The resignation of the editorial page editor of the New York Times for publishing an op-ed by Senator Tom Cotton calling for the military to quell the riots marks the completion of the long, slow transformation of the Democratic Party. Whatever face the Democrats present to the world, their woke left fringe is now in charge. That fringe has not only abandoned core American principles like freedom of speech and due process, it has reimagined American history as a story of “systemic” oppression and demanded radical transformation along identitarian–socialist lines. If the New York Times can’t stand up to Nikole Hannah-Jones, Pulitzer Prize-winning creator of its odious and just-plain-false 1619 Project, how will Joe Biden stand up to a woke New York Times?
Past his prime, without a policy compass to speak of, Biden would be long gone if he hadn’t been the Democratic establishment’s last best hope of blocking Bernie Sanders. Biden is supposed to give the party a moderate face that will appeal to centrist voters. Increasingly, however, the bases of the two parties are becoming the real contestants in this election, while the candidates are just along for the ride. True, Trump is larger than life and a constant media obsession. Yet Trump appeals to Republicans — whether they like his style or not — chiefly because he protects them from the illiberalism and cultural overreach people such as Hannah-Jones. Trump’s larger-than-life personality matters less than it seems because he’s all about the base.
And Biden? His centrist past and doddering persona also matter less. Biden has been shoved out front for tactical purposes by a party that has long since moved on. Biden is peripheral. Here is where we actually are: The left half of the country calls the right half bigots, and the right half calls that accusation bigotry in reverse. Increasingly, that is becoming the core issue in this election, and we’ve been building toward this unhappy impasse for decades. Politicians are always, to some degree, stand-ins for a base. Yet this is out of the ordinary. Precisely because consensus on basic American principles has collapsed, this election is more about clashing bases than clashing candidates. It is less two men vying for the favor of a crowd than one crowd pushing back against the other.
It would have been interesting to see how Biden balanced the centrist side of his party with an increasingly aggressive and empowered Left. But what now remains of a Democratic center to balance with its left? The image of Minneapolis mayor Jacob Frey being booed and shamed out of a rally for refusing to abolish his city’s police force is what the Democrats’ internal balancing act has morphed into. Frey is no centrist. He helped set the riots loose by abandoning a police station to protesters who quickly burned it down. Yet Frey’s refusal to actually abolish the police now puts him on the fast-melting right flank of a party gone wild.
Alexandria Ocasio-Cortez has been more of a team player since the 2019 confrontation in which she implied that Speaker Pelosi was racist. (AOC called Pelosi “outright disrespectful” for criticizing “newly elected women of color.”) What will happen after the election, however, if Biden takes the White House and the Democrats hold the House, or even take the Senate? At that point, the bigotry accusation game will resume, but now with a massively emboldened Left. Hannah-Jones’s victory at the Times foreshadows a series of successful pressure campaigns from the woke Left against a Democratic administration and Congress. The police may not be “abolished,” but there’s plenty that Biden and his attorney general will be able to do to hamstring law enforcement. And that’s just the beginning of what a now-dominant Democratic Left will demand and receive from a Biden administration.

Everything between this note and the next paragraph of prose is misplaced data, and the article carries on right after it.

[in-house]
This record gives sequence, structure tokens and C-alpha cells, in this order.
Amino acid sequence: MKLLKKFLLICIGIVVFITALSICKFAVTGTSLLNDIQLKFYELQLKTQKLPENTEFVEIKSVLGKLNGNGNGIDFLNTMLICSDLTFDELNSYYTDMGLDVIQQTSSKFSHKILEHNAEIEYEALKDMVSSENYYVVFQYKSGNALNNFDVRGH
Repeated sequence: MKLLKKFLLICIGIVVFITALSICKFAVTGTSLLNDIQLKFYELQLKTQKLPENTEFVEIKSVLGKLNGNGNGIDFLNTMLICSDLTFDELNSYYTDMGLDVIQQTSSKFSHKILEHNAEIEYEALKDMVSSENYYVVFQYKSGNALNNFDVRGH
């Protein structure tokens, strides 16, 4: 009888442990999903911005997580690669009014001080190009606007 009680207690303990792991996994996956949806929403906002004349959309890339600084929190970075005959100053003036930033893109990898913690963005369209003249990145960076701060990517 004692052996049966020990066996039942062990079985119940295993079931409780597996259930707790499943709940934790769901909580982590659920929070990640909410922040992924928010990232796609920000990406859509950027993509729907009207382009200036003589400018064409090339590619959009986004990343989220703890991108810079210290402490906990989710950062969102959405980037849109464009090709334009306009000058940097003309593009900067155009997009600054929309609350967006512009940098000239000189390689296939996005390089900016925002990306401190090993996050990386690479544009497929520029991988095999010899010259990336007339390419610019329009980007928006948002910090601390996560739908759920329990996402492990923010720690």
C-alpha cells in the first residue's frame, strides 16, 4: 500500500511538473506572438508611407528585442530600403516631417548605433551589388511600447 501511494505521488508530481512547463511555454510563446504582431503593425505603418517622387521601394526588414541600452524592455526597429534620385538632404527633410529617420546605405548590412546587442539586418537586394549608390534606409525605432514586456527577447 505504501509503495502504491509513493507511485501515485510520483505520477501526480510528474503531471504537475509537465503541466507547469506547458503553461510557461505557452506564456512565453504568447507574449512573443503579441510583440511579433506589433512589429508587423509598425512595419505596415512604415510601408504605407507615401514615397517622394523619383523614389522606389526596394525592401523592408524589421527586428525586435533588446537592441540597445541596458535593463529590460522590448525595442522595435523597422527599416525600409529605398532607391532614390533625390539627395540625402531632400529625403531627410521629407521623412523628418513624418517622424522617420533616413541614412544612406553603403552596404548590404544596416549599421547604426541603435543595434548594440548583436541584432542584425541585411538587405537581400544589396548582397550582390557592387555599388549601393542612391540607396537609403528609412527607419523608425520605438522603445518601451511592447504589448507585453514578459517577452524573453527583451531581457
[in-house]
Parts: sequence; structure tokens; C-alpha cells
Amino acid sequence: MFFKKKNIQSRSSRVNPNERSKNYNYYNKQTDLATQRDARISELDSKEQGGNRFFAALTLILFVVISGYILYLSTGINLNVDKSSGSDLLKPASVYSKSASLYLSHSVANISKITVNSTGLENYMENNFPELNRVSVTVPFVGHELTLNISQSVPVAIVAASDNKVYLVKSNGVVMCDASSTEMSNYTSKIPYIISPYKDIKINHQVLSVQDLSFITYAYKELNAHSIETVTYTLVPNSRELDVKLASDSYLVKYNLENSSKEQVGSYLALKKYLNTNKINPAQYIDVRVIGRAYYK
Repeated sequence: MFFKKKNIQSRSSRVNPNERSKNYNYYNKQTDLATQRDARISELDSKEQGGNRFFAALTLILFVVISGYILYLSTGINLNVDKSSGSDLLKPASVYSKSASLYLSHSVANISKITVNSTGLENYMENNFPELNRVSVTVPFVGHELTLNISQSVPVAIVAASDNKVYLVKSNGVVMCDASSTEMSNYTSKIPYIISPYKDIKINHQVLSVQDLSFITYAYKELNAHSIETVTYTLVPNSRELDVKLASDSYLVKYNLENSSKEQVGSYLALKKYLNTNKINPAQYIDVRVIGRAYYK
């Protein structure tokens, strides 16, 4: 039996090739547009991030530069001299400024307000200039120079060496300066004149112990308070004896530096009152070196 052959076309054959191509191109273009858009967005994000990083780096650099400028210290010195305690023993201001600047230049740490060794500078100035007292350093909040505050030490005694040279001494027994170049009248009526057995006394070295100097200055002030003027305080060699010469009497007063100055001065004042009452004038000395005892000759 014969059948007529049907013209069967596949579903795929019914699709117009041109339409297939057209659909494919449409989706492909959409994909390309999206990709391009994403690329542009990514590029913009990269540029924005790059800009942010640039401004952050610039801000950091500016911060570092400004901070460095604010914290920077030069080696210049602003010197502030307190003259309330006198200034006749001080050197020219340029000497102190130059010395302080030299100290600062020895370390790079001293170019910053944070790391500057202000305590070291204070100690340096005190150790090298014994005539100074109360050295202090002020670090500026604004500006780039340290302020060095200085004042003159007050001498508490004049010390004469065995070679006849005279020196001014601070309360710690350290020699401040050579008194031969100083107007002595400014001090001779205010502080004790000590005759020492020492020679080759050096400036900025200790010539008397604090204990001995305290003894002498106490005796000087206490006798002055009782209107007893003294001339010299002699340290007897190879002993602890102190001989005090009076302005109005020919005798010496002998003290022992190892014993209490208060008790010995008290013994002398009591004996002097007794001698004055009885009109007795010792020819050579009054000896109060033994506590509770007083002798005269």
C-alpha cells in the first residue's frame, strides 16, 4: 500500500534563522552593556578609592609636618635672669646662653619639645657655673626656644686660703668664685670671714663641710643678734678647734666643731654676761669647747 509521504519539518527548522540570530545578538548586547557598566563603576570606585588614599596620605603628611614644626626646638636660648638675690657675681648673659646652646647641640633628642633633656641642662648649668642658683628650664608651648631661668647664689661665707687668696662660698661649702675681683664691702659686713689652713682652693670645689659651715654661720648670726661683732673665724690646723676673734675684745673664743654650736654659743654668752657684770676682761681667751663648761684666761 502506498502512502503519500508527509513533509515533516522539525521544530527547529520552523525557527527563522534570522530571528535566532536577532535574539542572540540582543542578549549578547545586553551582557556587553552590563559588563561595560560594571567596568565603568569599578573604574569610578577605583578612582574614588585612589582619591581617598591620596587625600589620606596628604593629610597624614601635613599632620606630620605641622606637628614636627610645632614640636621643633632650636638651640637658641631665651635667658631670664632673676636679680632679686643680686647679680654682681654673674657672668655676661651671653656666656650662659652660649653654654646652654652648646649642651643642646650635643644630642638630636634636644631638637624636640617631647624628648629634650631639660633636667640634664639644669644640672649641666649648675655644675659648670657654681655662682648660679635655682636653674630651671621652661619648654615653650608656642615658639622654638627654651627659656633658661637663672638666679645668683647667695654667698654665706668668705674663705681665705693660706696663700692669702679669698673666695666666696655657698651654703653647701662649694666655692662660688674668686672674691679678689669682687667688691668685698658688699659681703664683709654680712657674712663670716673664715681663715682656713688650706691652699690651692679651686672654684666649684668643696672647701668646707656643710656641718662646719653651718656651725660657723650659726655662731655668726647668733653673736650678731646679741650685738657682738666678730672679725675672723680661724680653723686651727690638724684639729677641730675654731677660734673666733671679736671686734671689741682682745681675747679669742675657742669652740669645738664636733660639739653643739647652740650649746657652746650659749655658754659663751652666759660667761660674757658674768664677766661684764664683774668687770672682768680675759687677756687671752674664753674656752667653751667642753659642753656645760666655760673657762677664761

Meanwhile, the Left is actively defending the politicization of public health by “experts” who claim that social-distancing policies can be set aside or modified for the sake of fighting racism — but not for protesters who want to restart the economy or attend church. The common thread in all this is that the classical liberal aspiration to neutrality has been well and truly abandoned by the Left. Support for expertise that sets aside politics, and for forums like op-ed pages that allow for open debate, used to be consensus positions held both parties. Yet the New York Times — the Democratic Party’s brain — is now well on its way to rejecting all of that.
Via Hannah-Jones and the 1619 Project, the Times has committed to the view that America has been systemically racist from its Founding to today. “Systemic oppression” is a neo-Marxist construct incompatible with the classical liberalism upon which our constitutional system rests. From a classically liberal perspective, rights and responsibilities inhere in the individual. Jobs are awarded, and authors are included in curricula, according to individual merit, not group membership. Opinions are neither elevated nor dismissed because of the historical “privilege” or “oppression” of one’s group. Policies on health care, policing, housing, or education that are neutral with respect to race, gender, ethnicity, and religion are not presumed to be bigoted because social outcomes do not always fall in precise proportion to the demographic composition of the population. To believe otherwise is to embark on a massive project in social engineering that will cancel the liberties of Americans — precisely what is intended.